Walk to End Knife Violence targets criminal code changes
Watch above: a tragic incident involving a knife in Saskatoon prompts awareness walk
SASKATOON – Six months after losing his brother, Chad Boulet has organized the awareness ‘Walk to End Knife Violence’ in Saskatoon.
Boulet has arranged the walk to pay tribute to his brother Dustin who was fatally stabbed in the 2400-block of 22nd Street West in March.
Family and friends say Dustin was celebrating his 29th birthday when he attempted to break up a fight and was stabbed. He died later in hospital.
The walk is scheduled for Thursday starting at 6 p.m.
Organizers are asking people to gather at Cowtown, behind the Co-op gas bar off Fairlight Drive in the Fairhaven neighbourhood. The route will head east toward Bridges bar on 22nd Street.
Boulet says the walk aims to raise awareness but ultimately the goal is to change the law.
“No doubt if my brother wasn’t killed, I wouldn’t be researching the Criminal Code of Canada,” Boulet admits.
“But it’s unbelievable what is allowed. You can’t go into a public place carrying a gun but yet you can walk around with a knife.”
Boulet has emailed every provincial MLA, the leader of every federal political party across Canada, Federal Justice Minister Peter MacKay and even Stephen Harper.
He is asking for mandatory minimum sentences and for a change to the criminal code, making it illegal to carry a knife.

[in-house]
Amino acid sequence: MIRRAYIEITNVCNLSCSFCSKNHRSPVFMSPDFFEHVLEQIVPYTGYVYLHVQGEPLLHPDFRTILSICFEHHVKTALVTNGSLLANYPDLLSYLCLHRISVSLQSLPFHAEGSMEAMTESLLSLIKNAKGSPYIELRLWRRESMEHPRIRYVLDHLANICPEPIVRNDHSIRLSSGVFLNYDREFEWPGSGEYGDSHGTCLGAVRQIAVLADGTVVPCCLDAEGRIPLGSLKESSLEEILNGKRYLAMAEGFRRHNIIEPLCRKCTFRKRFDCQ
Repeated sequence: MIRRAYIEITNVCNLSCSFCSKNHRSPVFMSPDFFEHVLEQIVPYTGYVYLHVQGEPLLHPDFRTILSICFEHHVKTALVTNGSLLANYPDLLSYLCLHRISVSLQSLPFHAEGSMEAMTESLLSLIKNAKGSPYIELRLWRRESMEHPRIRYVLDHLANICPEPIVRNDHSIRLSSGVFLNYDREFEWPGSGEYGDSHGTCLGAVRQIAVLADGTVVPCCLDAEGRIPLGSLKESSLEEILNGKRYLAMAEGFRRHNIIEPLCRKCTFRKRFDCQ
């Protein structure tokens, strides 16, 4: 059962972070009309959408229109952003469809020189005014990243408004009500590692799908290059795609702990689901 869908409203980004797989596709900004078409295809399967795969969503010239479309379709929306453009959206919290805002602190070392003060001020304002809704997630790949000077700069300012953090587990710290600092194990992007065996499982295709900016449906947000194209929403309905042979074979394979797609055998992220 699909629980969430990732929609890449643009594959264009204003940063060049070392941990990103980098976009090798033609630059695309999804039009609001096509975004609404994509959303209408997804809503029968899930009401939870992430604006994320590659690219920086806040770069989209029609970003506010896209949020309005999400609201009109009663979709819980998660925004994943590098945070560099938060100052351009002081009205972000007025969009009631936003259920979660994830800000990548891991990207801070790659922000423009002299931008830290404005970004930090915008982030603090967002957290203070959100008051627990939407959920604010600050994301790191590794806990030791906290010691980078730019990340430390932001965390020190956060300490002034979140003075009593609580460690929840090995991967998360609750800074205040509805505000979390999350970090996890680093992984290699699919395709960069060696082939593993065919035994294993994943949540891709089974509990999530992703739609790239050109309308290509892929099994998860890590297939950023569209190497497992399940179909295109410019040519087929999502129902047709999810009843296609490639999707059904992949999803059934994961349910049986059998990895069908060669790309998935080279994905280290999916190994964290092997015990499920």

Watch below: Chad Boulet explains why he wants tougher knife laws
Knife crimes are down this year in Saskatoon. From Jan. 1 to July 31, there were 79 assaults with a knife. Over the same period in 2013 there were 98 and over the past decade the average is 89.
Alyson Edwards with the Saskatoon Police Service says Chief Clive Weighill would like to see prohibitive legislation.
“Any tools we can add to our ability to deal with crime would be a good thing,” said Edwards, adding knives are the weapon of choice in Saskatoon.
Edwards says the number of violent crimes in the city is down but the severity is up.
Boulet encourages everyone to be part of the walk. It’s expected to take an hour.
He feels the effectiveness of the walk will be partially determined by the number of people who take part, stating the message will be stronger with more people behind it.